Spending per capita and average individual consumption was higher in Taiwan than in Japan and South Korea in 2011 once differences in price levels are accounted for, a World Bank study has found.
According to the World Bank’s 2011 International Comparison Program released on Tuesday, Taiwan boasts expenditure per capita (based on GDP data) adjusted for purchasing power parity (PPP) of US$39,059, higher than Japan’s US$34,262 and South Korea’s US$29,035.
Expenditure per capita based on GDP measures the average income of a nation, while purchasing power parity is the exchange rate of different currencies according to the prices of the same goods in different currencies.
Among the four Asian Tigers, Singapore had PPP-adjusted per capita expenditure of US$72,296 and a price level index of 91.4, followed by Hong Kong at US$50,129 and 90.5 respectively.
Taiwan came in third thanks to its relatively low price level, shown by its price level index of 66.1, although its per capita expenditure based on regular exchange rates was only US$20,030. South Korea had the lowest spending of the four in PPP terms because of its high price level index of 99.4.
The PPP-adjusted expenditure per capita in Japan, which had a price level index of 173.6, was US$34,262, also lower than Taiwan’s.
The measure based on GDP includes both the goods and services consumed by households and collective expenditures made by the government, such as for defense, healthcare or education.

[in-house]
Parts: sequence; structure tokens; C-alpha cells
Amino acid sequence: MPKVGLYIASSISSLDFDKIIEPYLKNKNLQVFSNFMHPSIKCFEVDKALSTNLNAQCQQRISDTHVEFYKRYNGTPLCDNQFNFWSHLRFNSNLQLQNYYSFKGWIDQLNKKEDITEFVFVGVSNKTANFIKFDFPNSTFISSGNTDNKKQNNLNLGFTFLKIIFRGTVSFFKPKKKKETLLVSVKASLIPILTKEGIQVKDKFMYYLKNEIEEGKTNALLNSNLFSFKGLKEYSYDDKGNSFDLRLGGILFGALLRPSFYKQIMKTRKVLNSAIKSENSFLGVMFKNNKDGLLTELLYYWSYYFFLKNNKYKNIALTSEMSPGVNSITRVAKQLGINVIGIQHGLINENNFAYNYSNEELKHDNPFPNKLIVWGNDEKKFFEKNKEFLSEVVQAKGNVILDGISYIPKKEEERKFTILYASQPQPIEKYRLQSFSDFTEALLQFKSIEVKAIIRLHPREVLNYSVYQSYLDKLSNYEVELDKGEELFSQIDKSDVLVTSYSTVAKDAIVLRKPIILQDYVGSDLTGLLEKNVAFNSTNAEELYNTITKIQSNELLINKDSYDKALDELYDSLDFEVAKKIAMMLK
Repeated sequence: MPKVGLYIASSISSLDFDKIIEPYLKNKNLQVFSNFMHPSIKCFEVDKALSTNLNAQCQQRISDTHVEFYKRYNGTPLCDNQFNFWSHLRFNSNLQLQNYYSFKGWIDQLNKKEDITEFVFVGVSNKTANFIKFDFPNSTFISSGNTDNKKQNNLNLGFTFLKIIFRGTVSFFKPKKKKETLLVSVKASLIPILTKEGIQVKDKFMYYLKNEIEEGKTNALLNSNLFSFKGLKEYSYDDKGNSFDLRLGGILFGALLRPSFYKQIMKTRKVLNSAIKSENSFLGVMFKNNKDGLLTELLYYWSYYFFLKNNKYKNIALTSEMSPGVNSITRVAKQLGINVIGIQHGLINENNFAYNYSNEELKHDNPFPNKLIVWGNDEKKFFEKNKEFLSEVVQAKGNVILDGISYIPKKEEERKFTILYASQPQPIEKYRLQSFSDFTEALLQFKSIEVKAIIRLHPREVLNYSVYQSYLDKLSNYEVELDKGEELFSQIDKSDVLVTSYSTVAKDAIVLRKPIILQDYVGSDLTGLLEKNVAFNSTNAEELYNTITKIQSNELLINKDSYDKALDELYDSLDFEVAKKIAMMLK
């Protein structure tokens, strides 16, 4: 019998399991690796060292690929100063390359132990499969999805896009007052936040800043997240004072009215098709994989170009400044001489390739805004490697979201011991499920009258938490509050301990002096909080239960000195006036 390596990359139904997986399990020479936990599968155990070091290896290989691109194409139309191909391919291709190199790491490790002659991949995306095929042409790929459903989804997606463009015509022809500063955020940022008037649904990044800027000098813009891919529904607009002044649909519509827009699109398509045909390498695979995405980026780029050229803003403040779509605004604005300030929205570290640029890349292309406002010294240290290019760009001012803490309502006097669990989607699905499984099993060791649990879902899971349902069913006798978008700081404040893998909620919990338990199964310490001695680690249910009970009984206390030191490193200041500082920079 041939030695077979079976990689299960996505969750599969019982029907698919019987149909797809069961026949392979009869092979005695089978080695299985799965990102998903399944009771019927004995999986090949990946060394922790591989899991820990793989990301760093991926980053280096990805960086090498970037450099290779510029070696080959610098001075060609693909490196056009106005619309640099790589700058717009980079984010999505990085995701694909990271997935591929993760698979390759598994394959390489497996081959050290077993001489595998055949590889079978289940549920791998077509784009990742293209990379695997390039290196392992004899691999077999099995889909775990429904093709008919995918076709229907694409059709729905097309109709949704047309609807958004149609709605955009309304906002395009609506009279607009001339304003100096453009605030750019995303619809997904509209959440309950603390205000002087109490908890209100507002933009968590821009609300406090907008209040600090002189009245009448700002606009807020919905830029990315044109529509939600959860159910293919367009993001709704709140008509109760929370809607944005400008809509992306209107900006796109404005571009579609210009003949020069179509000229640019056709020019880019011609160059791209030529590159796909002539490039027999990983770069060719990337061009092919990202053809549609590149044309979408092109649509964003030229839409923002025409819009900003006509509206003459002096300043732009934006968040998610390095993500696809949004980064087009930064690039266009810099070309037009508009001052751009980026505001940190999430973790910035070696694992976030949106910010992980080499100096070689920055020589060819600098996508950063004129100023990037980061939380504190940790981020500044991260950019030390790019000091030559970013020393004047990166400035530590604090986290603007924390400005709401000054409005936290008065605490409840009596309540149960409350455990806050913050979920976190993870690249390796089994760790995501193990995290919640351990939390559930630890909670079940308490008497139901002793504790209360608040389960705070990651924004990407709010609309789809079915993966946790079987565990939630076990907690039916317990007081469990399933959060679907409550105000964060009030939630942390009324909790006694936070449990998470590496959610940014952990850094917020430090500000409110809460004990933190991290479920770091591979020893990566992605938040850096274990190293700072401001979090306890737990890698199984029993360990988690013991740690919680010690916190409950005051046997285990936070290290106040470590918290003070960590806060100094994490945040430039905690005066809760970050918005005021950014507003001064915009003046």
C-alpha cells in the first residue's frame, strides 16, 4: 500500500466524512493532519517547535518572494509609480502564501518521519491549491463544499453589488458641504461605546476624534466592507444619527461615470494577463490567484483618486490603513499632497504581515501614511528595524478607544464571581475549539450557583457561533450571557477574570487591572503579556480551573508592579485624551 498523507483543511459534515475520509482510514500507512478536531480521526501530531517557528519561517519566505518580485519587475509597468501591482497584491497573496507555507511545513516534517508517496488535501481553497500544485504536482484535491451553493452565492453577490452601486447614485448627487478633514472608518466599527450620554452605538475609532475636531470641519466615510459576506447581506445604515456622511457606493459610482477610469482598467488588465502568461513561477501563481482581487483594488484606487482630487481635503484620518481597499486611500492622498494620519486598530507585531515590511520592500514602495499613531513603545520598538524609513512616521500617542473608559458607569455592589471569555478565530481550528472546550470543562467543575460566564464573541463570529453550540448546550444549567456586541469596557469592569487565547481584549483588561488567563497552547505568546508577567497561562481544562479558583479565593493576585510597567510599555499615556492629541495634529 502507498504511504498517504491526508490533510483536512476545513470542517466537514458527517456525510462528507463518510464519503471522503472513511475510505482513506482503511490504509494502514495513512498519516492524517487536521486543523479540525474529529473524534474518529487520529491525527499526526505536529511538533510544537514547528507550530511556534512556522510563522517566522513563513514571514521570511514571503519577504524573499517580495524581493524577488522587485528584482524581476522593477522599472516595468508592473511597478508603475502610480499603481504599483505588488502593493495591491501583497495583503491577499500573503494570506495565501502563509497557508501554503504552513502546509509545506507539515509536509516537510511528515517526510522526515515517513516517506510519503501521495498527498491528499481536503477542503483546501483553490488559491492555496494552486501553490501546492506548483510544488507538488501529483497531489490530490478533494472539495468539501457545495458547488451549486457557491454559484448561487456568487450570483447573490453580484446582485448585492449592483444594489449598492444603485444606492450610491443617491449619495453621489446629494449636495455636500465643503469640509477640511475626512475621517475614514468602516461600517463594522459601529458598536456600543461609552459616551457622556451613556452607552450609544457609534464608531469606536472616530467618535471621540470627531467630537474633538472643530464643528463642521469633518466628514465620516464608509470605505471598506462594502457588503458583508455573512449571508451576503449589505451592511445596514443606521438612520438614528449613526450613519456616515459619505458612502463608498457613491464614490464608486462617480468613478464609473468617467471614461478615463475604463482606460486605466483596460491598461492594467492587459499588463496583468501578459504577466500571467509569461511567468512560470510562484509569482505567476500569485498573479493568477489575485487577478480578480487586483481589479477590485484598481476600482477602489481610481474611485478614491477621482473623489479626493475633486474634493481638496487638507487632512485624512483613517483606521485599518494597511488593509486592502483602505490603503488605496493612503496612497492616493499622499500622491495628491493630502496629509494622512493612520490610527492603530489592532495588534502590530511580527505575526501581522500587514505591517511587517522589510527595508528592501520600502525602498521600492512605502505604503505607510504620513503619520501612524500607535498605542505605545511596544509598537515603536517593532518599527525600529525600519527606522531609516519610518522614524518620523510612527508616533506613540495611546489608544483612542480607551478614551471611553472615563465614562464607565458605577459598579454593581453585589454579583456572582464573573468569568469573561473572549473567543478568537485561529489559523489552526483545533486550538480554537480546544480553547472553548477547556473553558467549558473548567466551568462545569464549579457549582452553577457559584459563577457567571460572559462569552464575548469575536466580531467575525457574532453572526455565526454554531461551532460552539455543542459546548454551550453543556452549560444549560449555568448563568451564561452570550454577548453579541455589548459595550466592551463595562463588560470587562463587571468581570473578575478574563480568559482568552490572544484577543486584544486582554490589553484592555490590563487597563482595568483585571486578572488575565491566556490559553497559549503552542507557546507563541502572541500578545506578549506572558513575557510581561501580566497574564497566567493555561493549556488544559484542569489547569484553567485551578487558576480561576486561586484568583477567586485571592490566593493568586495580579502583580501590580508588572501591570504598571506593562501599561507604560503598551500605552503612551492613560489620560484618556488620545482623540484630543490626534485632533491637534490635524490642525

In another metric measuring only actual individual consumption, Taiwanese spent slightly more per capita (US$25,129) when adjusted for pricing parity than did Japanese (US$24,447) and Singaporeans (US$24,725). South Korean consumers spent far less per capita adjusted for PPP (US$17,481), but people in Hong Kong spent more on average (US$32,690).
The World Bank said the measure was a better indicator of material well-being than per capita expenditure based on GDP.
The World Bank’s report was based on 2011 figures, with the price level index relative to a world average of 100. Those countries with indices above 100 have higher price levels than the global average, and those under 100 have lower price levels.
In the World Bank’s last International Comparison Program, which was released in 2008 based on the statistics of 2005, Taiwan recorded a PPP-adjusted expenditure per capita of US$26,069.